Mental Health Association celebrates diamond anniversary

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ESSEX COUNTY, NJ — Seventy-five years ago, Clifford Beers was released from the hospital after suffering from a mental illness and founded the New Jersey Mental Hygiene Association, which aims to improve treatment for mental illnesses in hospitals. Beers’ organization still exists, but under a different name; the Mental Health Association in New Jersey is celebrating its diamond anniversary this year, and the statewide nonprofit is still going strong, providing services for residents dealing with mental illness and substance abuse.

“We’ve actually shifted to ‘behavioral health,’ and no one knows what that is,” MHANJ President and CEO Carolyn Beauchamp said in a phone interview on Nov. 18. “We find that many people who come to us for one thing have both.”

Beauchamp explained that “behavioral health” describes the connection between mental health and behaviors, such as substance abuse, saying there is a strong connection between the two.

“One of the things we’re trying is, to make people see behavioral health as a public health issue,” Beauchamp said. “You may have a broken ankle, you may have depression; you may have depression because you have a broken ankle.”

Headquartered in Springfield, the MHANJ has additional locations in Atlantic, Hudson and Ocean counties, and affiliates in Essex, Monmouth, Morris and Passaic counties, and in southwest New Jersey. Mike Leotis, a facilitating coordinator in Ocean County, began working for the MHANJ after being a client.

“I was hospitalized in 2011, and they have a support group that I was welcomed into,” Leotis said in a phone interview on Nov. 18. “It was a time in my life when I didn’t feel particularly good about myself, and they wanted me and welcomed me and I was in a place where I wasn’t going to be judged.”

The support group and other services helped Leotis get back to his job as a high school teacher, and a year later he returned to a support group to talk about his experience.

“They asked me if I wanted to work for them, and I said ‘Yeah, more than ever,” Leotis said. “It was my goal to get into the mental health field, but I just didn’t know how to do it.”

Now, he’s working on recovery with clients and helping to train others to provide mental health support. Beauchamp said Leotis is a great example of what the MHANJ wants to do — provide support to patients from people who have had similar experiences.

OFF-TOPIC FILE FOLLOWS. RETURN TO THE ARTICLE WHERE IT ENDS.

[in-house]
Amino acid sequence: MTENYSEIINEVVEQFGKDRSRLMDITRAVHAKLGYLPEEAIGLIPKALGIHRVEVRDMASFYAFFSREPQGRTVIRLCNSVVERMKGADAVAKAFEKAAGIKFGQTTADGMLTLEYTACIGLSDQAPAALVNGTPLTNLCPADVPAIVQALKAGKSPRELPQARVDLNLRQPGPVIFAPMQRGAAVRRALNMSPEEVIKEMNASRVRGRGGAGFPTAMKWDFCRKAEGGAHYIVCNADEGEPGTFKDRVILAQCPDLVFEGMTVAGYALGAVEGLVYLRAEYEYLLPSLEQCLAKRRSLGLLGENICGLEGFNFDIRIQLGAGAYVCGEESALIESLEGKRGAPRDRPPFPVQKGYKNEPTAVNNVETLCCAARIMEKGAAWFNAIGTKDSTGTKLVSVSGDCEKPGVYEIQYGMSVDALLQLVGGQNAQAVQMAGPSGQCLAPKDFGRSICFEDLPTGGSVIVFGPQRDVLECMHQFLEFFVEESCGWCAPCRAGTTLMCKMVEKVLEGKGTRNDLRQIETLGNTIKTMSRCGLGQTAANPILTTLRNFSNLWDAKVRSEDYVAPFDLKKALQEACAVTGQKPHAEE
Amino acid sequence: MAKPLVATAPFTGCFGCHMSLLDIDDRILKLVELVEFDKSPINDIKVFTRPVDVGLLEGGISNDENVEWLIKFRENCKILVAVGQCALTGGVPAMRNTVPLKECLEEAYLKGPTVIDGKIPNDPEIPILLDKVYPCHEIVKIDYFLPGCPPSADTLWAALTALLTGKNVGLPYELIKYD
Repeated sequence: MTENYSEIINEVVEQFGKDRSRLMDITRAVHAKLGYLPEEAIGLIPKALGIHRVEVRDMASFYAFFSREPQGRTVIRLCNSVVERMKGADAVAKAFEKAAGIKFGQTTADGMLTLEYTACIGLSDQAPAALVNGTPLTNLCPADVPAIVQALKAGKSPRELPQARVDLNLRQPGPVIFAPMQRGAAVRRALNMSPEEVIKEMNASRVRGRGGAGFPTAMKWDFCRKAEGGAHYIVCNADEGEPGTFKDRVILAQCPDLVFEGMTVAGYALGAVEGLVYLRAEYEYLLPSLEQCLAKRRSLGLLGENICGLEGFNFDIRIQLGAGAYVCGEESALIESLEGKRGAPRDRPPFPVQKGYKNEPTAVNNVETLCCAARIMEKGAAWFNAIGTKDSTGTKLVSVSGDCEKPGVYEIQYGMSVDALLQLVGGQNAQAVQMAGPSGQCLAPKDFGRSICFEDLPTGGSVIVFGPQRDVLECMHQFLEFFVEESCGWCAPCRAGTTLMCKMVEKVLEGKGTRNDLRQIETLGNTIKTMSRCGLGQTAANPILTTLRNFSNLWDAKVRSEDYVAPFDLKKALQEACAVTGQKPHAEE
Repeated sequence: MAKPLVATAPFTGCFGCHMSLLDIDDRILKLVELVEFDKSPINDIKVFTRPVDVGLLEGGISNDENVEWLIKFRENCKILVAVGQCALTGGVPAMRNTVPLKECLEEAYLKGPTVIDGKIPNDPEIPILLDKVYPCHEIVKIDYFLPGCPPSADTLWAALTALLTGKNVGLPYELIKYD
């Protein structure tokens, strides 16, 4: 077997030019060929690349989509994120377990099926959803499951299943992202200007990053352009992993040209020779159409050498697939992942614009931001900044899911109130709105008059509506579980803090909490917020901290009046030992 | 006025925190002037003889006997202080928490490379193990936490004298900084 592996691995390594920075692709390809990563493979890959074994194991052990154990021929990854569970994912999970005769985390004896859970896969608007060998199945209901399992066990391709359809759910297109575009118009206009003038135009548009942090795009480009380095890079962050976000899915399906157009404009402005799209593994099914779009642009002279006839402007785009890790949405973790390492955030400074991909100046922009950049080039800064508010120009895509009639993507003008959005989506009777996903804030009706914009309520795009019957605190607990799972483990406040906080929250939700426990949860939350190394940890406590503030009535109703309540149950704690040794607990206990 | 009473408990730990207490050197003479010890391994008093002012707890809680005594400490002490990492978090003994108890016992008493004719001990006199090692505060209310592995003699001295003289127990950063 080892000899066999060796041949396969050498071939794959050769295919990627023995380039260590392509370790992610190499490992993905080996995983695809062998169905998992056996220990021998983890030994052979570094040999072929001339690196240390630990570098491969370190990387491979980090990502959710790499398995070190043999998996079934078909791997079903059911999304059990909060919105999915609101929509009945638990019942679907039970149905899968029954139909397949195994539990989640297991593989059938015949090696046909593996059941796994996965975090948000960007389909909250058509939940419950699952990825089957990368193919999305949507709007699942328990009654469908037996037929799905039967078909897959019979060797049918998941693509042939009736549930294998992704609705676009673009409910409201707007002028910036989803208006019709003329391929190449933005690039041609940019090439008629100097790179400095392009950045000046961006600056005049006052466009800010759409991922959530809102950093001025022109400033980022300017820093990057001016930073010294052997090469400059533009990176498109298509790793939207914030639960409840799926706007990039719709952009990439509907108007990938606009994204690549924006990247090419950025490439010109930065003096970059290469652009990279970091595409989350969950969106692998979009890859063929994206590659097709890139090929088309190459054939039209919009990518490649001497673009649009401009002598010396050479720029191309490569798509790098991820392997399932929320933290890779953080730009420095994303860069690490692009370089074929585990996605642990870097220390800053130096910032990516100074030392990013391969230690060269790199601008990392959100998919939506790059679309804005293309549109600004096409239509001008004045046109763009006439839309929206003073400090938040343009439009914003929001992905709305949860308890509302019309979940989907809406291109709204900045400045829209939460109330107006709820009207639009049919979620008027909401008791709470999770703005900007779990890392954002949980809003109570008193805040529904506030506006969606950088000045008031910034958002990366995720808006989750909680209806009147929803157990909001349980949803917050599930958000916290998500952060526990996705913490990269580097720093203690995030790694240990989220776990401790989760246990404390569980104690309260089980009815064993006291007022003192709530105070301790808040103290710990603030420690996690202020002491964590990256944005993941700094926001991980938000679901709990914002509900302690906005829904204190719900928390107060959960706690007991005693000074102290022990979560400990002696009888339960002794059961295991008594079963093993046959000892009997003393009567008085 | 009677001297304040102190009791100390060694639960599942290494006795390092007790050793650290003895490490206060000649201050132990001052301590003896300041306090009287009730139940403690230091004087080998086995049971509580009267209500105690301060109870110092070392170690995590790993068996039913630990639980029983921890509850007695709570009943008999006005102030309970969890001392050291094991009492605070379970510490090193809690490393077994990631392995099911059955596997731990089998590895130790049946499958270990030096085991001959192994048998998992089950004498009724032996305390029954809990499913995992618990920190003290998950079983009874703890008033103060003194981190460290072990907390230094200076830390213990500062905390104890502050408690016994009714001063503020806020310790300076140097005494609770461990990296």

“We recommend peers’ help,” she said. “We’ve been advocating for having peers in the emergency room because they know what it’s like. We try to have people who have had that experience be there.”

Having been through a mental health crisis himself, Leotis knows how to connect with support group members who need to speak with someone who understands them.

“It breaks down that wall,” he said. “I have the opportunity to run the meeting now. Once I say ‘I’ve been where you’ve been,’ they know I understand. That’s what really got to me, the feeling that I wasn’t alone. It can really build a wonderful relationship where you say ‘We can work on this together.’ You can’t fake authenticity. I’m not just saying I know what they’re going through, I actually do.”

According to Beauchamp, the MHANJ operates five call lines: for patients to call while they are waiting for medical care; for those with mental illness dealing with natural disasters; a suicide lifeline; for family members of patients; and for information and referrals.

“When people need help, they don’t know where to call,” Beauchamp said. “It’s hard to reach people. People call us when they don’t know what to do. People answering have been trained and have been there before.”

She said the people who answer the phones speak with callers about possible solutions to their problems.

“We do a combination of what they want and what will help them,” she said.

The MHANJ also provides support for family members, teaching them how to engage with those who have an illness or substance abuse problem. Often, the affected person isn’t ready for the treatment their family wants for them.

“Years ago, the rule was cut them off and get them out of the house,” Beauchamp said. “We don’t want to do that. So we talk about the options, because a lot don’t know.”

Leotis said the organization provides transportation to support groups, dinner at events, and hosts one social event a month for patients, like Bingo or a movie.

“It gives people a chance to connect and say ‘It’s OK to enjoy life,’” he said.

The organization’s 75th anniversary will be celebrated with a gala on Wednesday, Dec. 4, at the Park Savoy Estates in Florham Park, with proceeds going to support the group’s advocacy and services. Beauchamp will be honored for her 35 years of leadership, along with Jennifer G. Velez, the executive vice president of community and behavioral health for RWJBarnabas Health and former commissioner of the New Jersey Department of Human Services; and Janssen Pharmaceutical Companies of Johnson & Johnson. Tickets can be purchased at or by calling 973-571-4100, ext. 123.

“They were in the hospital and assumed they would be there for life,” Beauchamp said of Beers and his fellow patients in the 1940s. “He wanted people to have more freedom, and so do we. This is not a pull yourself up and make yourself OK situation. It’s not a choice. It’s come a long way, but we have a ways to go.”